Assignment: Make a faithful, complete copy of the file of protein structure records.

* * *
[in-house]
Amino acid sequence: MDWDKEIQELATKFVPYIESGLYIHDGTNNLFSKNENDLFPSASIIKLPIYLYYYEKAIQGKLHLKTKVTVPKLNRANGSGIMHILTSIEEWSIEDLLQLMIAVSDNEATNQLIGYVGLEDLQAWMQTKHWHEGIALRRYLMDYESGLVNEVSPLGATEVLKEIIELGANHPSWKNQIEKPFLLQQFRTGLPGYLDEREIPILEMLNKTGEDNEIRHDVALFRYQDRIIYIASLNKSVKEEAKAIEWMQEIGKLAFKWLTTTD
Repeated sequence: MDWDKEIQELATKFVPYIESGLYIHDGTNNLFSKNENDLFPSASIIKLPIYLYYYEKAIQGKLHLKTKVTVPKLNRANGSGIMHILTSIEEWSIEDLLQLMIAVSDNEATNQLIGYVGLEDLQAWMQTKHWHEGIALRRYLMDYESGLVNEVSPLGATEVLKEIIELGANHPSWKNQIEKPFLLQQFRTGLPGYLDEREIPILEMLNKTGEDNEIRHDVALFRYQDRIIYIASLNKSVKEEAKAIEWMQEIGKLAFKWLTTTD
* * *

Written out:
[in-house]
Amino acid sequence: MDWDKEIQELATKFVPYIESGLYIHDGTNNLFSKNENDLFPSASIIKLPIYLYYYEKAIQGKLHLKTKVTVPKLNRANGSGIMHILTSIEEWSIEDLLQLMIAVSDNEATNQLIGYVGLEDLQAWMQTKHWHEGIALRRYLMDYESGLVNEVSPLGATEVLKEIIELGANHPSWKNQIEKPFLLQQFRTGLPGYLDEREIPILEMLNKTGEDNEIRHDVALFRYQDRIIYIASLNKSVKEEAKAIEWMQEIGKLAFKWLTTTD
Repeated sequence: MDWDKEIQELATKFVPYIESGLYIHDGTNNLFSKNENDLFPSASIIKLPIYLYYYEKAIQGKLHLKTKVTVPKLNRANGSGIMHILTSIEEWSIEDLLQLMIAVSDNEATNQLIGYVGLEDLQAWMQTKHWHEGIALRRYLMDYESGLVNEVSPLGATEVLKEIIELGANHPSWKNQIEKPFLLQQFRTGLPGYLDEREIPILEMLNKTGEDNEIRHDVALFRYQDRIIYIASLNKSVKEEAKAIEWMQEIGKLAFKWLTTTD